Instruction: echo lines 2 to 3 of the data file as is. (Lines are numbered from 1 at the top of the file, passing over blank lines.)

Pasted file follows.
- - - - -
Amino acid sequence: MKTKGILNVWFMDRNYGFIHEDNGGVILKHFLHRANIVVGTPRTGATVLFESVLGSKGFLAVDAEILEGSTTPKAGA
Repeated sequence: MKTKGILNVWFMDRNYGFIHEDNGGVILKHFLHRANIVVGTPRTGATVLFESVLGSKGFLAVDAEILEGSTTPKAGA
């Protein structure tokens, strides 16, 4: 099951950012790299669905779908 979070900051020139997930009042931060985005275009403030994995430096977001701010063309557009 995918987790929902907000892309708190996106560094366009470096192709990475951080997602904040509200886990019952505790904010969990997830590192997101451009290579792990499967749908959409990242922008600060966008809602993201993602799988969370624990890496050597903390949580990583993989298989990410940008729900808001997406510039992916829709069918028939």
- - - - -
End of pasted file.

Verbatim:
Repeated sequence: MKTKGILNVWFMDRNYGFIHEDNGGVILKHFLHRANIVVGTPRTGATVLFESVLGSKGFLAVDAEILEGSTTPKAGA
């Protein structure tokens, strides 16, 4: 099951950012790299669905779908 979070900051020139997930009042931060985005275009403030994995430096977001701010063309557009 995918987790929902907000892309708190996106560094366009470096192709990475951080997602904040509200886990019952505790904010969990997830590192997101451009290579792990499967749908959409990242922008600060966008809602993201993602799988969370624990890496050597903390949580990583993989298989990410940008729900808001997406510039992916829709069918028939």